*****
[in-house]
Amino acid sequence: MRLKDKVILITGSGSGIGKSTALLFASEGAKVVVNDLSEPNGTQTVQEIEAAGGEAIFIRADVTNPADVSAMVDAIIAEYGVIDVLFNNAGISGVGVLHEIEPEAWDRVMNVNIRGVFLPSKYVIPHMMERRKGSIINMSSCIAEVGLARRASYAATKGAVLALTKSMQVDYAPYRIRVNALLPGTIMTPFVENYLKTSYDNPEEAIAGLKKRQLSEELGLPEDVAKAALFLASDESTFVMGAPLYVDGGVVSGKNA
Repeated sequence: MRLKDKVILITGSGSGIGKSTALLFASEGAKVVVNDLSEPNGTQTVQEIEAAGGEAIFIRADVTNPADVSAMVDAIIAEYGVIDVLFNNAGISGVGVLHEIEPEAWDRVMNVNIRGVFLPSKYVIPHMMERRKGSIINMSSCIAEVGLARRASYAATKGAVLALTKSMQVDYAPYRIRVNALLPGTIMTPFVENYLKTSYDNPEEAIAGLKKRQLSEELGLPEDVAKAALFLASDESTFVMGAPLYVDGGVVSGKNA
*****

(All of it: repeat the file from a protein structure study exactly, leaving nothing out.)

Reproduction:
[in-house]
Amino acid sequence: MRLKDKVILITGSGSGIGKSTALLFASEGAKVVVNDLSEPNGTQTVQEIEAAGGEAIFIRADVTNPADVSAMVDAIIAEYGVIDVLFNNAGISGVGVLHEIEPEAWDRVMNVNIRGVFLPSKYVIPHMMERRKGSIINMSSCIAEVGLARRASYAATKGAVLALTKSMQVDYAPYRIRVNALLPGTIMTPFVENYLKTSYDNPEEAIAGLKKRQLSEELGLPEDVAKAALFLASDESTFVMGAPLYVDGGVVSGKNA
Repeated sequence: MRLKDKVILITGSGSGIGKSTALLFASEGAKVVVNDLSEPNGTQTVQEIEAAGGEAIFIRADVTNPADVSAMVDAIIAEYGVIDVLFNNAGISGVGVLHEIEPEAWDRVMNVNIRGVFLPSKYVIPHMMERRKGSIINMSSCIAEVGLARRASYAATKGAVLALTKSMQVDYAPYRIRVNALLPGTIMTPFVENYLKTSYDNPEEAIAGLKKRQLSEELGLPEDVAKAALFLASDESTFVMGAPLYVDGGVVSGKNA